The setting is quite simple: Let $X$ be a compact Riemann surface and $\omega$ is a holomorphic 1-form i.e. $\omega \in \Omega_X^1$. Then we can write $\omega = df$ for a holomorphic function $f:X \to \mathbb{C}$.

  1. Question 1: since $\omega \in \Omega_X^1$ is it ok to say that $[\omega]\in H^1(X,\mathbb{C})$? That is it is an exact holomorphic form.
  2. I read that there is an injective map $H^0(X, \Omega_X^1) \to H^1(X,\mathbb{C})$. The classes of the latter cohomology give equivalence classes of holomorphic 1-forms. What are the classes of the former cohomology $H^0(X, \Omega_X^1)$?

I see that the coefficients must be holomorphic one forms but I cannot understand what a representative of this class looks like (locally or globally). Usually the zero cohomology gives us information about the global sections so what can we understand from the information above?

  • $\begingroup$ There seem to be several points of confusion in your question, but perhaps the first is that in general we can't write $\omega$ in the form $df$ (contrary to your assertion). $\endgroup$ – tracing Dec 29 '16 at 0:16
  • $\begingroup$ @tracing I assume $\omega$ is exact. Sorry for not mentioning. $\endgroup$ – Marion Dec 29 '16 at 1:44
  • $\begingroup$ If $X$ is a connected compact Riemann surface then there are no non-constant holomorphic functions, so in your set-up, $f$ is constant and so $df = 0$. In fact it is a general result that a non-zero holomorphic one-form on a connected compact Riemann surface is never exact, which is why the map $H^0(X,\Omega^1_X) \to H^0(X,\mathbb C)$ is injective. On the other hand, this map is not surjective (unless the genus is $0$, in which case both sides are $0$) and so it is not true that the $H^1(X,\mathbb C)$ gives equivalence class of holomorphic $1$-forms. $\endgroup$ – tracing Dec 29 '16 at 4:25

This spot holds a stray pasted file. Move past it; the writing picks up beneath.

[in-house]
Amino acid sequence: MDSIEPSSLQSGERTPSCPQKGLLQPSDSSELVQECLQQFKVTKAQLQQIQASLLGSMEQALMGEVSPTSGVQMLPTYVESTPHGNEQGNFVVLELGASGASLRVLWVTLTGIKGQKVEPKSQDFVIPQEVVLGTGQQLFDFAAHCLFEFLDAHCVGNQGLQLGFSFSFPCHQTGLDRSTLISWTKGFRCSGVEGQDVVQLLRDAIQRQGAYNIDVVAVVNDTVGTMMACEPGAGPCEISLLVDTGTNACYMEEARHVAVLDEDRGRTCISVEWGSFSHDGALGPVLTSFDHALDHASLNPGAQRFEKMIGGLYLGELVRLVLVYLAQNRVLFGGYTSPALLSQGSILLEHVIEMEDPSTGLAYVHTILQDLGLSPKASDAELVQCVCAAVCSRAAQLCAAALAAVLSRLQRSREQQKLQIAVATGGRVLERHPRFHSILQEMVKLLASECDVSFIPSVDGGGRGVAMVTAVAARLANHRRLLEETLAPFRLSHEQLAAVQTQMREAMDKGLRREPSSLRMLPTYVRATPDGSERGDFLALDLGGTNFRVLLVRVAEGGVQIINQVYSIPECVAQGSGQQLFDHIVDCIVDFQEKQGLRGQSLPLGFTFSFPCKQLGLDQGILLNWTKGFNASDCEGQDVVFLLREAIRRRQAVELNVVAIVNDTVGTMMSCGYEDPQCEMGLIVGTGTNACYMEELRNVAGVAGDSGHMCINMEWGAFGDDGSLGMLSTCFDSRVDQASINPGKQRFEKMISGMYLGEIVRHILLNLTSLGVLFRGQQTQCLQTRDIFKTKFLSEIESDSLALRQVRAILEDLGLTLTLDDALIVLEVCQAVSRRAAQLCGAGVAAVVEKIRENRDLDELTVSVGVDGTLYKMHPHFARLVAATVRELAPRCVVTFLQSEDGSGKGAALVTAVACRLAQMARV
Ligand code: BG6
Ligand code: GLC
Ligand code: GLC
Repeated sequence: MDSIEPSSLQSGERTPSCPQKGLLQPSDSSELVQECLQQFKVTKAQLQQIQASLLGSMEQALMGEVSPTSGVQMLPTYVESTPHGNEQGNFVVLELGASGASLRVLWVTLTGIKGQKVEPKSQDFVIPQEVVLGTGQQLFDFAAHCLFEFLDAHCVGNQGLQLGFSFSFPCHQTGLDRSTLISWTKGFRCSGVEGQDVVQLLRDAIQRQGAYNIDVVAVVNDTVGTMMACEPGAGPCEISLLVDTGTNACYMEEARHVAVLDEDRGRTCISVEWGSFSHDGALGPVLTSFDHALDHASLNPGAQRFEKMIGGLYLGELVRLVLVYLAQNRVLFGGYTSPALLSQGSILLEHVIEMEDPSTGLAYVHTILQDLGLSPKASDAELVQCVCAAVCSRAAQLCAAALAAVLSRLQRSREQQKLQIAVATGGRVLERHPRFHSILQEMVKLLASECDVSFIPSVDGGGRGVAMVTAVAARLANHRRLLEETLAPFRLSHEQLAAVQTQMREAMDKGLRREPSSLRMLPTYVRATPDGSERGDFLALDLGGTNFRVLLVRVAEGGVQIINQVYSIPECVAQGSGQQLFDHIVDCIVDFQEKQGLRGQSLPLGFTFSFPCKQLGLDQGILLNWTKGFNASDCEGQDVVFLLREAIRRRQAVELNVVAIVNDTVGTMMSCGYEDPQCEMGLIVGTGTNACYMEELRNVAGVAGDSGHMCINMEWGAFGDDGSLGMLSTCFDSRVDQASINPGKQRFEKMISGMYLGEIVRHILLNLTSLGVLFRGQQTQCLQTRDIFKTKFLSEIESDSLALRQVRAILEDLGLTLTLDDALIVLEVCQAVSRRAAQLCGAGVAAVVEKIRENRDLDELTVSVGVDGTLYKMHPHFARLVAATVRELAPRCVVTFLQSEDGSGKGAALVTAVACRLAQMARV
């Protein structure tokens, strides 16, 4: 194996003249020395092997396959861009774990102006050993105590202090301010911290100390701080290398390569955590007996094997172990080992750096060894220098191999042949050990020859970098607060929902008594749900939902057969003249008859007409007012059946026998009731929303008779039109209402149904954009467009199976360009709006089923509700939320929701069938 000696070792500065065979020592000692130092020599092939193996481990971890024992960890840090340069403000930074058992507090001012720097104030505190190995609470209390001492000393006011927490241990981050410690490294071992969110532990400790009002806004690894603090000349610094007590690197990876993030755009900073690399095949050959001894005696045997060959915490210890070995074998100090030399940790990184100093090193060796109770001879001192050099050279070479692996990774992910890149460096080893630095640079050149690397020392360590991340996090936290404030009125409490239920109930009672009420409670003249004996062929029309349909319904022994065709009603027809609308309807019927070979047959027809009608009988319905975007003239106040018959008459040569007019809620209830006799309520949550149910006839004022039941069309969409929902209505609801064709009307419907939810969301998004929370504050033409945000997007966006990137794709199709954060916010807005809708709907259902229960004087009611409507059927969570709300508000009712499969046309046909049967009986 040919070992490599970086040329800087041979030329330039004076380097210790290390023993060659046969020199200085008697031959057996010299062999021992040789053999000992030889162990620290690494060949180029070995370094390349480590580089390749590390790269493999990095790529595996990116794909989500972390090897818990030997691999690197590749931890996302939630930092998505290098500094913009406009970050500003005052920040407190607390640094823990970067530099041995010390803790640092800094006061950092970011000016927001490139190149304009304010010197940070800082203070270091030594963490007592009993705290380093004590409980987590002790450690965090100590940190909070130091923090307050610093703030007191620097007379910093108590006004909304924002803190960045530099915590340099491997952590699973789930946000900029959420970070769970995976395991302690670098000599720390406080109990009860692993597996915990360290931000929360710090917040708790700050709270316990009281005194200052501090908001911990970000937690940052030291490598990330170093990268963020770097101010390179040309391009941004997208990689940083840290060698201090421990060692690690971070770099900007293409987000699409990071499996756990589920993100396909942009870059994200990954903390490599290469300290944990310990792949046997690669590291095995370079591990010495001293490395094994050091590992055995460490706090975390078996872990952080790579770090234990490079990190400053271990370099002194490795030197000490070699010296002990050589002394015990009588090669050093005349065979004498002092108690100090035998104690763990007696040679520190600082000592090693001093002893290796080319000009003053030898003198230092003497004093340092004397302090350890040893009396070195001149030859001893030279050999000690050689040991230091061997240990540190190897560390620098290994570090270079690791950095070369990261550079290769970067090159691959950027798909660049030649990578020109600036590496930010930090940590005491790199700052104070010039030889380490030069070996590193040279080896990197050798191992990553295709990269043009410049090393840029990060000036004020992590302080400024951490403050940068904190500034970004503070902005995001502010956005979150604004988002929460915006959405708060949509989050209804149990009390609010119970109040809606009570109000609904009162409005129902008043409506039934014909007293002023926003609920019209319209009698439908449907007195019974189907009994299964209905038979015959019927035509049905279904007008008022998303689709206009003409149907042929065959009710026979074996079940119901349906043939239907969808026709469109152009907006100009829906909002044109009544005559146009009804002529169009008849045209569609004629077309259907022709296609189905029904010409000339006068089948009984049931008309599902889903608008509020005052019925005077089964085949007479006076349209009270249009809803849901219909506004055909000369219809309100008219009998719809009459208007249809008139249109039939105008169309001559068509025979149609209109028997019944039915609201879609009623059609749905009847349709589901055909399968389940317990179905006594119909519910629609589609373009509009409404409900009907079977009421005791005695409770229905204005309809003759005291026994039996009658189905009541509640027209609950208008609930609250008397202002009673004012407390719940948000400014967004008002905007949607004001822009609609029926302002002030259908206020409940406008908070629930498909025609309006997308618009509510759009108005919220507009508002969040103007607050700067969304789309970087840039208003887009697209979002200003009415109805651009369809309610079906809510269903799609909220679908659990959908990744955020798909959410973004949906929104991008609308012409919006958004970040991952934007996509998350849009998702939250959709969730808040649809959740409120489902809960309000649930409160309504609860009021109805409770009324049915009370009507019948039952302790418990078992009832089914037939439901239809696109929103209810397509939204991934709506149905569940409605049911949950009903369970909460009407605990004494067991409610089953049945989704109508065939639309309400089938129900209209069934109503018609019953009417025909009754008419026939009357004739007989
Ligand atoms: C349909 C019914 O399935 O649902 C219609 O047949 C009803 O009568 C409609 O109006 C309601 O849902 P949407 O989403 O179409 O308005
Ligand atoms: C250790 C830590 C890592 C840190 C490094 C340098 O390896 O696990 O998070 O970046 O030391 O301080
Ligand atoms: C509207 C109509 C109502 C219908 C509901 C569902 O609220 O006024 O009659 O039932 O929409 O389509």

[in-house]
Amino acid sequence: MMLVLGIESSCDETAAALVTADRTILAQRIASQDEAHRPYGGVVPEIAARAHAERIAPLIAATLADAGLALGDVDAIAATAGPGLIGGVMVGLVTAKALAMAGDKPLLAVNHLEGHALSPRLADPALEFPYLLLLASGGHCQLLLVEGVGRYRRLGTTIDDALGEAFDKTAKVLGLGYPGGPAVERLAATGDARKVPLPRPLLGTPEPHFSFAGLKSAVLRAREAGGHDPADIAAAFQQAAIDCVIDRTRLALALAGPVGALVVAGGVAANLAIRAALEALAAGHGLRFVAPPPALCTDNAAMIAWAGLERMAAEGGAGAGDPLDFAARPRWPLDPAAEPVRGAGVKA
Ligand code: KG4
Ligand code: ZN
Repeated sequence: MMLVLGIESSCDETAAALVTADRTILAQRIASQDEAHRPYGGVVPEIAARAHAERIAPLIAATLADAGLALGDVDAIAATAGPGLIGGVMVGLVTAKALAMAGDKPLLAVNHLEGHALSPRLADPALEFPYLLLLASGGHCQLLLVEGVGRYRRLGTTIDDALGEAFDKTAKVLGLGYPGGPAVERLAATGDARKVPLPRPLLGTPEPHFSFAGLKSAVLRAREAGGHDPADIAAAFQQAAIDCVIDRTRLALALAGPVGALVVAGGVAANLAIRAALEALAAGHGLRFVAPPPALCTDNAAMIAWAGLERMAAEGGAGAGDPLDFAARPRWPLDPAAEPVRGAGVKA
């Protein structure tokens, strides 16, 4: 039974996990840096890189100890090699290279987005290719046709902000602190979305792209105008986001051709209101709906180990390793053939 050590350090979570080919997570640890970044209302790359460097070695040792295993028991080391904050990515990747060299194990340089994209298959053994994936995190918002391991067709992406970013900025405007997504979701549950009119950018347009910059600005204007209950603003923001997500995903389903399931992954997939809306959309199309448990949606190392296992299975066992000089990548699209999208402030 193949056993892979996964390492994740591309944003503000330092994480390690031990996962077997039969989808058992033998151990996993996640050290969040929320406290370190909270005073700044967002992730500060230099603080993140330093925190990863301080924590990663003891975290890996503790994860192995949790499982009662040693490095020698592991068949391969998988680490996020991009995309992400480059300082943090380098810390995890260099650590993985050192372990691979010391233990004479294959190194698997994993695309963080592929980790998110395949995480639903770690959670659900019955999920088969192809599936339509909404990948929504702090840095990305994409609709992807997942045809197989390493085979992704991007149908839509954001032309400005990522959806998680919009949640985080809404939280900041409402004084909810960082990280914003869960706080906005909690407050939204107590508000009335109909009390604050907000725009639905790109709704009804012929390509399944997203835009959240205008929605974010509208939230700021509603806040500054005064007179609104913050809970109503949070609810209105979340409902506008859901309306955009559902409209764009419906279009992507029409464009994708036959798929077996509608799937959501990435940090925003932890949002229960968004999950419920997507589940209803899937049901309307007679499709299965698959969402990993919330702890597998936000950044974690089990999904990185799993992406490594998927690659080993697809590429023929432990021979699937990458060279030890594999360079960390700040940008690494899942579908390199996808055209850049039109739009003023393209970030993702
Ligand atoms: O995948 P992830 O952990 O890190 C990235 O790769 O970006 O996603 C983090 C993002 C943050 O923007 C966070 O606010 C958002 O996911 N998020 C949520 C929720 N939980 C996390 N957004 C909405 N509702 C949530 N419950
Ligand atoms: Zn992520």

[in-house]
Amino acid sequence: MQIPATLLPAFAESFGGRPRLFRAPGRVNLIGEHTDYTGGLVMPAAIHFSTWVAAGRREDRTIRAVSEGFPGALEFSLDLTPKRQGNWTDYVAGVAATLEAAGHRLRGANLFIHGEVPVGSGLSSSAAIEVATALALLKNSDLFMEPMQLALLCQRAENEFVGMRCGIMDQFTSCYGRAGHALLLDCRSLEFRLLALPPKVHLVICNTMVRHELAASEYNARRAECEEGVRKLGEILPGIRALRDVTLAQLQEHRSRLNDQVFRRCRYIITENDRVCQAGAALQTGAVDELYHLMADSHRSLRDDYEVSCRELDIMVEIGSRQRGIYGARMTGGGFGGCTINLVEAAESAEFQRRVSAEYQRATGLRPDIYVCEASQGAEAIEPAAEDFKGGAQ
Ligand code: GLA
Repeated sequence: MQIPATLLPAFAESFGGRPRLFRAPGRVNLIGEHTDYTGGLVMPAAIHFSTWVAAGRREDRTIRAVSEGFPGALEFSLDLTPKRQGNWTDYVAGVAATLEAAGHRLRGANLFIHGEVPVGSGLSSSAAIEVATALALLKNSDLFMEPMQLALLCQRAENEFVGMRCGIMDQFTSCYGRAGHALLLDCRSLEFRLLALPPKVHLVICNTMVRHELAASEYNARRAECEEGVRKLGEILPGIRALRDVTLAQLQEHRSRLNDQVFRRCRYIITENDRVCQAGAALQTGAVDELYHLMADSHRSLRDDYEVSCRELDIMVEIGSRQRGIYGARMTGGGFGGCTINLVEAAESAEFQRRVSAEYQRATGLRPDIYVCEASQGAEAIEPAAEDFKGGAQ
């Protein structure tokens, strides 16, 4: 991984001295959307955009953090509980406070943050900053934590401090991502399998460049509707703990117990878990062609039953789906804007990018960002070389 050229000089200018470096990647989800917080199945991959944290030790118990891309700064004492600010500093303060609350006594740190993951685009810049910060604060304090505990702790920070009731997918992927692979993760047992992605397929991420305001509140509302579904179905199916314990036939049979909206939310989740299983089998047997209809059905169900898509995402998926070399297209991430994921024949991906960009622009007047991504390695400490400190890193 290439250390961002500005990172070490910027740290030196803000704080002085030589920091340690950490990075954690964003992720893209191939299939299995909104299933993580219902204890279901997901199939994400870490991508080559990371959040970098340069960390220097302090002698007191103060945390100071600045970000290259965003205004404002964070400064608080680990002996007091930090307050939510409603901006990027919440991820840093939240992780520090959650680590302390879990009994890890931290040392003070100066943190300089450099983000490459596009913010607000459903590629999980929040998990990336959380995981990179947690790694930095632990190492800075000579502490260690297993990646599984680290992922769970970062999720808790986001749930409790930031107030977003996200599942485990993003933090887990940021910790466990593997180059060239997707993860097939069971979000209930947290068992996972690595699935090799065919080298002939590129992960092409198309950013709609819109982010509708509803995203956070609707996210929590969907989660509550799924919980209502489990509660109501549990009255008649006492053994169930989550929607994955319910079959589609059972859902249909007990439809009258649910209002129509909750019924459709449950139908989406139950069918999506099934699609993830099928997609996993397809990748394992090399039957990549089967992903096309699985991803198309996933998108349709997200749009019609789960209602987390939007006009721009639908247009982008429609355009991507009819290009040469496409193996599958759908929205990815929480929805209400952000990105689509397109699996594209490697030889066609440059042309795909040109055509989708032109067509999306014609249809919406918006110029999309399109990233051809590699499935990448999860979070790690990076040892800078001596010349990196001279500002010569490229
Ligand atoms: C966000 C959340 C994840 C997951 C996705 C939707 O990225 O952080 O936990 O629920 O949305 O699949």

• $\begingroup$ @tracing thanks. So what you are saying is that in the setting above the only globally defined holomorphic functions are the constant functions and as a result $df=0$. Then in the globally defined holomorphic 1-forms $H^0(X,\Omega_X^1)$ map to globally defined holomorphic functions $H^0(X,\mathbb{C})$. Is this a correct interpretation? (I am a physics major so I am sloppy with the coefficients, actually this is part of the question, what are elements of each cohomology group). By the way I got this question from arxiv.org/pdf/0812.1803v3.pdf page 70. $\endgroup$ – Marion Dec 29 '16 at 17:22
  • $\begingroup$ In your last comment you wrote $H^0(X,\mathbb C)$, which means the locallly constant complex-valued functions on $X$. When $X$ is connected (as it is in your set-up) this is just one-dimensional. What you wrote in your question, and what I wrote in my comment, is $H^1(X,\mathbb C)$ --- this is cohom. in degree $1$ with complex coefficients, which can be computed in various ways, e.g. via a triangulation of $X$, or (more immediately relevant here) via de Rham theory: it is closed smooth $1$-forms (allowing complex numbers as scalars) modulo exact smooth $1$-forms. $\endgroup$ – tracing Dec 29 '16 at 22:13

Your Answer

By clicking “Post Your Answer”, you agree to our terms of service, privacy policy and cookie policy

Browse other questions tagged or ask your own question.